distance. Nearly 70% could be fully charged by noon, and 90% can leave in the afternoon with a full charge for the remainder of their daily activities. Level 1 charging at work is painless and can also effectively double the daily range for some commuters. Time-to-charge vanishes as an issue, because the car is always fully charged at the start of each trip. Battery capacity also vanishes as an issue, as long as it covers at least half of the daily miles. CHARGING DISTANCE VS. TIME We perpetuate range anxiety by focusing on hours-to-full-charge. This ignores the fact that an EV owner will rarely ever run to empty. Instead, we should simply note that the milesper-charge for an eight-hour at-home or at-work charge period is at least 32 miles. With this metric, neither the size of the battery nor time-to-charge

is an issue with Level 1 charging, only the length of the commute. PAYING FOR WORK CHARGING Due to the public’s gas-tank legacy thinking, there is an obsessive attention to pricing, payment and usage metering. A gas-tank fill-up can cost from $50 to $75 (usually near empty), but in comparison, it takes only pennies to charge an EV. With half of the charging at home at night, the nonhome daily charging generally costs between 50 cents and one dollar a day to maintain a full charge and maximum range. This is a two-orderof-magnitude difference in refueling cost that is not obvious to the general gas driving public. This misplaced metering and payment concern also drives huge investments in credit card metering and charging complexity, often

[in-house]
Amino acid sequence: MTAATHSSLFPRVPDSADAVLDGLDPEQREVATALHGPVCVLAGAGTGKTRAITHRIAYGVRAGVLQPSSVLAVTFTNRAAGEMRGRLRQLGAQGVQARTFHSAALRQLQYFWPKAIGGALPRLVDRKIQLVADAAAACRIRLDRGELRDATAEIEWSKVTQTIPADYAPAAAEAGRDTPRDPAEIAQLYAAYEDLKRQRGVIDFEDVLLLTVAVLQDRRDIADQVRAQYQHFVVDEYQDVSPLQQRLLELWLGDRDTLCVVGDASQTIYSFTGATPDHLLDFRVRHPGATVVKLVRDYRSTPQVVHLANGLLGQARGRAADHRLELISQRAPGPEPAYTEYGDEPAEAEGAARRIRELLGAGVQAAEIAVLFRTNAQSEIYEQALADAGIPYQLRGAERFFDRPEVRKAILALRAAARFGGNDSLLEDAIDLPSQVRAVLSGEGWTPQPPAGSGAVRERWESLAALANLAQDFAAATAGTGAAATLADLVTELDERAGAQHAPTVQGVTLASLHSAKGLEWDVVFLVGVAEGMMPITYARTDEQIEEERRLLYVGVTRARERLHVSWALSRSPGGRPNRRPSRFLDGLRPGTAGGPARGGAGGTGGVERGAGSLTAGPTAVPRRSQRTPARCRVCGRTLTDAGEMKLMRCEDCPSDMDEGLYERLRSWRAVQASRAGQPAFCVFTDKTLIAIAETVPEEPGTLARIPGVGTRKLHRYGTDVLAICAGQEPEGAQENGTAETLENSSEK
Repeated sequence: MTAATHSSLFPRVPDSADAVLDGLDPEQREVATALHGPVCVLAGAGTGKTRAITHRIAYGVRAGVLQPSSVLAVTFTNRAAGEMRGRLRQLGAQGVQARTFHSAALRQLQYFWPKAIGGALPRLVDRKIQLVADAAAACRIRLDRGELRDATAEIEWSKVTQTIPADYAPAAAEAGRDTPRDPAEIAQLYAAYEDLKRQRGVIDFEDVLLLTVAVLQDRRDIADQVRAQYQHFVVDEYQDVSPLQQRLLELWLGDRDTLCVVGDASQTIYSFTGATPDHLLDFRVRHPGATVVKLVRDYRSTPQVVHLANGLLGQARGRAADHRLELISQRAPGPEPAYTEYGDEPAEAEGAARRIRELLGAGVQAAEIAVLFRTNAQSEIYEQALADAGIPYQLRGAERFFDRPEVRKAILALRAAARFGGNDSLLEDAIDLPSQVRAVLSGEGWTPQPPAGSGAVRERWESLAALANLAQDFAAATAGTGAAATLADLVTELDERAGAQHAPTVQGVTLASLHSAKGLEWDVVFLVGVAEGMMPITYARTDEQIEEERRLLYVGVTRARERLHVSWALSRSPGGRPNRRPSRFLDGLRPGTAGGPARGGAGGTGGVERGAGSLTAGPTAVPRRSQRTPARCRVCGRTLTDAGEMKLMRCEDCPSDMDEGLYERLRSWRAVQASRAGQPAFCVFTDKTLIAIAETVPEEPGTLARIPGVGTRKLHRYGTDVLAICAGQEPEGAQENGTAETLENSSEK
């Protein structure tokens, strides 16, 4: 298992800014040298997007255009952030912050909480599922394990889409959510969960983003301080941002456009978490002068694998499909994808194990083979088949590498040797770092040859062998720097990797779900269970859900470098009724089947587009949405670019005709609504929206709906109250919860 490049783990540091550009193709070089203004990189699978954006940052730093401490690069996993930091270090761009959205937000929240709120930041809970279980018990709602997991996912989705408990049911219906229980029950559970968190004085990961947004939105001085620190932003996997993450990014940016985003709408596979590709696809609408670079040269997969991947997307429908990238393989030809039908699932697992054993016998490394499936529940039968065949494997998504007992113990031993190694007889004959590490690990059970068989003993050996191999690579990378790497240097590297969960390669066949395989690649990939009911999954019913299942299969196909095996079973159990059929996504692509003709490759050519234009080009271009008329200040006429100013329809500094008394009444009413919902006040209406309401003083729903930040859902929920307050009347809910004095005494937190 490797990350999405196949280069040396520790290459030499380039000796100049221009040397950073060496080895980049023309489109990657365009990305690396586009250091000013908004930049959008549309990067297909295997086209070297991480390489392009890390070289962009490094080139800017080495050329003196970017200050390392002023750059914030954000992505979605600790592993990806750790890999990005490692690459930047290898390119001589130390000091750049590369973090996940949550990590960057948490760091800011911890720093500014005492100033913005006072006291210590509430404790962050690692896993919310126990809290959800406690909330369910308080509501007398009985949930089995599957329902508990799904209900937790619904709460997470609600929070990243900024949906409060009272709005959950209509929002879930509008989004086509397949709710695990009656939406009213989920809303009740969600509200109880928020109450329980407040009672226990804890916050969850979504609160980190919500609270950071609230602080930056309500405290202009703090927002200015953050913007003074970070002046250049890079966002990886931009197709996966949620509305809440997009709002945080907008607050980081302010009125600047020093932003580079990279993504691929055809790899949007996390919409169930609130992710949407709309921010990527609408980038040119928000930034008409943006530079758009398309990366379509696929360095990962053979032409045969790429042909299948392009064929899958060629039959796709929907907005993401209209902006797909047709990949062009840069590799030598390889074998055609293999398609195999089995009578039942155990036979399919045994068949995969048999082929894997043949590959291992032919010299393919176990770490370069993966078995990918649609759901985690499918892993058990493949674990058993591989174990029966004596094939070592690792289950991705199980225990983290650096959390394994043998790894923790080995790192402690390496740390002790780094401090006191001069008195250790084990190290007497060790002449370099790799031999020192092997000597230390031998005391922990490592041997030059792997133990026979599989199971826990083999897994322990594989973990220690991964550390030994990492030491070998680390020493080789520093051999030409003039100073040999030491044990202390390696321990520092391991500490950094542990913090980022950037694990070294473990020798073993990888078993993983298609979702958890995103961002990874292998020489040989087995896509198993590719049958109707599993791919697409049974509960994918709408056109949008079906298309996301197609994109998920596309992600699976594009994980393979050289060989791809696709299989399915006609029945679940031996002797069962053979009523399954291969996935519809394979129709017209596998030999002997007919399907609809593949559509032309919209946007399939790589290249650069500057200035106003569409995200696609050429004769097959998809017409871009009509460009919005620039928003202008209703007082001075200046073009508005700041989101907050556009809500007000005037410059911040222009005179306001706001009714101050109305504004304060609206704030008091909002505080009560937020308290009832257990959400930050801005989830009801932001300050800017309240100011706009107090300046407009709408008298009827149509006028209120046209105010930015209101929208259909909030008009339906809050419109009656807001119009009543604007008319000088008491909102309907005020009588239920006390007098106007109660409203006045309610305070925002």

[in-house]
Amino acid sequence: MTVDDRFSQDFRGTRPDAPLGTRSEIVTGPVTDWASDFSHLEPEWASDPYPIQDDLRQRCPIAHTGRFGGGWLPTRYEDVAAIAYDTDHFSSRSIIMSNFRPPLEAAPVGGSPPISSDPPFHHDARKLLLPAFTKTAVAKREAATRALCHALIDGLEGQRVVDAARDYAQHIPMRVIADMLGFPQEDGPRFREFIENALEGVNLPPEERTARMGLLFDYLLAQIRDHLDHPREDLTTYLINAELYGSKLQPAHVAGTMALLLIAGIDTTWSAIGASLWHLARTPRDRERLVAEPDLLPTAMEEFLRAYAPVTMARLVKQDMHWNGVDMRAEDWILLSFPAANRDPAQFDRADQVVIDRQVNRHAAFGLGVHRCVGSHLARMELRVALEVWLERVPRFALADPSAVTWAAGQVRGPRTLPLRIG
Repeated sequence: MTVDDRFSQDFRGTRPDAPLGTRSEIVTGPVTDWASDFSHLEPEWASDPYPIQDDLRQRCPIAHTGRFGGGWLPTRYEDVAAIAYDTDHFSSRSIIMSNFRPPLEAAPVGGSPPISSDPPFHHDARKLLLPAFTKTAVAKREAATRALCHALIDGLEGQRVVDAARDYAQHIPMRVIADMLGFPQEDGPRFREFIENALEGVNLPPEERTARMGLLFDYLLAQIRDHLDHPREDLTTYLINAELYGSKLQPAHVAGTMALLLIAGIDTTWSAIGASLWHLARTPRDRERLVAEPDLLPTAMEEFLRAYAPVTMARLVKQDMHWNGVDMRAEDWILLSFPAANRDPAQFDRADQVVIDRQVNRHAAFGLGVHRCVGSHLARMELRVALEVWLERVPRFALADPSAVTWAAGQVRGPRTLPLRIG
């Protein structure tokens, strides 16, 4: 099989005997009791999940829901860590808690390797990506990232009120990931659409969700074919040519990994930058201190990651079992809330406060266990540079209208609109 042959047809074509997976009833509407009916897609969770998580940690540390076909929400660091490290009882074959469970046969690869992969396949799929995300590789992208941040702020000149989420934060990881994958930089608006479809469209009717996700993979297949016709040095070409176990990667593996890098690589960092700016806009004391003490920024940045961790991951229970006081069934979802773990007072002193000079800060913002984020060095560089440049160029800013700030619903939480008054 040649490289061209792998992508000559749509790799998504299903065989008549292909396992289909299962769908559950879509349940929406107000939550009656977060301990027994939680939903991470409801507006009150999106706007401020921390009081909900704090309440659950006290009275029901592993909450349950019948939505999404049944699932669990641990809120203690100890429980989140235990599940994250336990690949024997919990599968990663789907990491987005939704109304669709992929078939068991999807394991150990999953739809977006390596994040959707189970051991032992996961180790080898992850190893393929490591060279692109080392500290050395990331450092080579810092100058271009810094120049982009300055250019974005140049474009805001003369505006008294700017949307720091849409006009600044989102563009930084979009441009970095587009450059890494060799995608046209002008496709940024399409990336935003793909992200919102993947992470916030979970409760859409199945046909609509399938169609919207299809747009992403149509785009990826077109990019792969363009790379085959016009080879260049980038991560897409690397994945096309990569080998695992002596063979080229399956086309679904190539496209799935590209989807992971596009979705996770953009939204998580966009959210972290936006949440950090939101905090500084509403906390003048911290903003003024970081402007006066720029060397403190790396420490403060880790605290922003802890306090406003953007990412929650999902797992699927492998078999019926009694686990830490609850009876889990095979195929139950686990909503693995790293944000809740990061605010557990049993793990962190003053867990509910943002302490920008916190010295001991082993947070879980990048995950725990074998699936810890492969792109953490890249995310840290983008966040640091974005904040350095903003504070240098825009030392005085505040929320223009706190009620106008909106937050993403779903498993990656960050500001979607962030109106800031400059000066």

costing more per charge transaction than the actual cost of the electricity. Fortunately, charging on Level 1 outlets is self-limiting. The most an EV can draw from a 120 V outlet is about $1.80 a day, and only if it sits there for eight hours. EV charging at 120 V is limited to 12 amps, about the same as a coffee pot, and this is independent of the car model, battery capacity or range. The easiest payment approach for EV commuter car charging is to simply pay the employer (or parking lot owner) in advance for the nominal rate of electricity used for the daily commute to work. The cost of this pass would be from $8 to $24 per month for 80% of all commuters. These pay-toplugin passes can be managed by the employer as easily as they presently manage employee parking passes and handicapped placards.

JUN/JUL 2012 85